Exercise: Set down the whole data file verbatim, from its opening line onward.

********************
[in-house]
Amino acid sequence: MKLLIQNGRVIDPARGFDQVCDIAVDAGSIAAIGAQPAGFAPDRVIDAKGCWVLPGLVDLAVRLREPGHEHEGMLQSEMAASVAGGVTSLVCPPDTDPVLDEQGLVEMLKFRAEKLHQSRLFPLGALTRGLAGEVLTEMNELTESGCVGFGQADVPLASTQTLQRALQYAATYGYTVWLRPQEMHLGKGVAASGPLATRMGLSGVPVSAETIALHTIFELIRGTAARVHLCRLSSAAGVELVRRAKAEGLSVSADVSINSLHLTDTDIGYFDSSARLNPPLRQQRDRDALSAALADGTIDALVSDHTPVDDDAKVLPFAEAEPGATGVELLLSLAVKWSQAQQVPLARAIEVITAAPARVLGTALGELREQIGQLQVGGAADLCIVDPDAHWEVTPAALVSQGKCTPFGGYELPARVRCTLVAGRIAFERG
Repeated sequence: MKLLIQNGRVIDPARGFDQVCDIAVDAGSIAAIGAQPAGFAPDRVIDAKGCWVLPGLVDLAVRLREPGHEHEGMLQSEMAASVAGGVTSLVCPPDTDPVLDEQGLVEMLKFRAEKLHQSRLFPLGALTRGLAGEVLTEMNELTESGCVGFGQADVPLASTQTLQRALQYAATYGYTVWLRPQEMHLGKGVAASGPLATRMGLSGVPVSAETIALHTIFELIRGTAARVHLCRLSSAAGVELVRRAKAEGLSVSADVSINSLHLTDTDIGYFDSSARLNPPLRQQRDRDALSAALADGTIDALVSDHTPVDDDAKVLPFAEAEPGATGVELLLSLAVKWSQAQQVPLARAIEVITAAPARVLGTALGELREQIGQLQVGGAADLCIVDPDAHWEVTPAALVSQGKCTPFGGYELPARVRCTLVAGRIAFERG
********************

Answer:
[in-house]
Amino acid sequence: MKLLIQNGRVIDPARGFDQVCDIAVDAGSIAAIGAQPAGFAPDRVIDAKGCWVLPGLVDLAVRLREPGHEHEGMLQSEMAASVAGGVTSLVCPPDTDPVLDEQGLVEMLKFRAEKLHQSRLFPLGALTRGLAGEVLTEMNELTESGCVGFGQADVPLASTQTLQRALQYAATYGYTVWLRPQEMHLGKGVAASGPLATRMGLSGVPVSAETIALHTIFELIRGTAARVHLCRLSSAAGVELVRRAKAEGLSVSADVSINSLHLTDTDIGYFDSSARLNPPLRQQRDRDALSAALADGTIDALVSDHTPVDDDAKVLPFAEAEPGATGVELLLSLAVKWSQAQQVPLARAIEVITAAPARVLGTALGELREQIGQLQVGGAADLCIVDPDAHWEVTPAALVSQGKCTPFGGYELPARVRCTLVAGRIAFERG
Repeated sequence: MKLLIQNGRVIDPARGFDQVCDIAVDAGSIAAIGAQPAGFAPDRVIDAKGCWVLPGLVDLAVRLREPGHEHEGMLQSEMAASVAGGVTSLVCPPDTDPVLDEQGLVEMLKFRAEKLHQSRLFPLGALTRGLAGEVLTEMNELTESGCVGFGQADVPLASTQTLQRALQYAATYGYTVWLRPQEMHLGKGVAASGPLATRMGLSGVPVSAETIALHTIFELIRGTAARVHLCRLSSAAGVELVRRAKAEGLSVSADVSINSLHLTDTDIGYFDSSARLNPPLRQQRDRDALSAALADGTIDALVSDHTPVDDDAKVLPFAEAEPGATGVELLLSLAVKWSQAQQVPLARAIEVITAAPARVLGTALGELREQIGQLQVGGAADLCIVDPDAHWEVTPAALVSQGKCTPFGGYELPARVRCTLVAGRIAFERG